It’s a good time of year for seeing fox cubs. They’re large enough now to be out of the den, and large enough to be easier to spot. I’ve had a couple of recent encounters with a fox family, and they’ve been delightful.
Young creatures learn by messing about and experimenting. Watching them, what they do can seem incredibly joyful and playful, and I think perhaps it is. This same curiosity, joy and experimentation will kill many of them before their first year of life is through. Mortality rates are always high for young creatures.
Humans don’t help with that. Our cars especially, are killers, and the opportunities to learn from experience and not die, are few. The rest of nature kills and eats, dies by accident and scavenges, and that which doesn’t make it becomes food for something else. We’ve set ourselves up to be outside of that, and what we do takes a massive toll on the rest of the living world, which cannot adapt fast enough to reliably cope with us.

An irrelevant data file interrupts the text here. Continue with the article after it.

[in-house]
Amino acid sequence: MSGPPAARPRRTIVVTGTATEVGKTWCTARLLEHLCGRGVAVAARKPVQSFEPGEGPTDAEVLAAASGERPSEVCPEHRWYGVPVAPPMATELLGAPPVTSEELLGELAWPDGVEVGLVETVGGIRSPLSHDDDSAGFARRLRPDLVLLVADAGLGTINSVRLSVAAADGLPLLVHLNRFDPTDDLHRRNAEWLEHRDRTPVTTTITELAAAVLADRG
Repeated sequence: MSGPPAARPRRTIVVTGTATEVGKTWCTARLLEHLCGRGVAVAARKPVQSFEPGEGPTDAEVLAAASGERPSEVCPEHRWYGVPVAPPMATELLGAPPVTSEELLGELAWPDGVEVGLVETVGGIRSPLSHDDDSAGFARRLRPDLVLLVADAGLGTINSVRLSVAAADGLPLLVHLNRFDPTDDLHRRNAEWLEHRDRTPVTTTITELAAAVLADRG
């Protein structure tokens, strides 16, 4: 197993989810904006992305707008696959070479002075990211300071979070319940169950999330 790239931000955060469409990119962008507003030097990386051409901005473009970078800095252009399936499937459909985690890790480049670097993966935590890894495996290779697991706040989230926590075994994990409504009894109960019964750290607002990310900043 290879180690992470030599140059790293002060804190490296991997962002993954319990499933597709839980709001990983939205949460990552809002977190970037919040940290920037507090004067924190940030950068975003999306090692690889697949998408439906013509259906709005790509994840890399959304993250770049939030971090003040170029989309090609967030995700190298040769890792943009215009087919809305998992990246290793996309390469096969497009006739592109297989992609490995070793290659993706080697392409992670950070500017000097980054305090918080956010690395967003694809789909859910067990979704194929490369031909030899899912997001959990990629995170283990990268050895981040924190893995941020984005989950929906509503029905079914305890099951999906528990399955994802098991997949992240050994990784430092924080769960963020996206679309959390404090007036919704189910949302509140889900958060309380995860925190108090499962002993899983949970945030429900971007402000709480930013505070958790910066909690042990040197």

Meantime, the fox cubs are cheerfully oblivious to all of this. They are too busy being alive, and curious and excited. They live with every fibre of their beings. If they are afraid of what they must deal with, then they show no obvious signs of it. From where I stand, it seems like a kind of innocence, and perhaps it is. I could wish for that brightness and enthusiasm, for the innate joy that pounces on life with all of its paws, and either doesn’t know that it may not live long, or does not much care.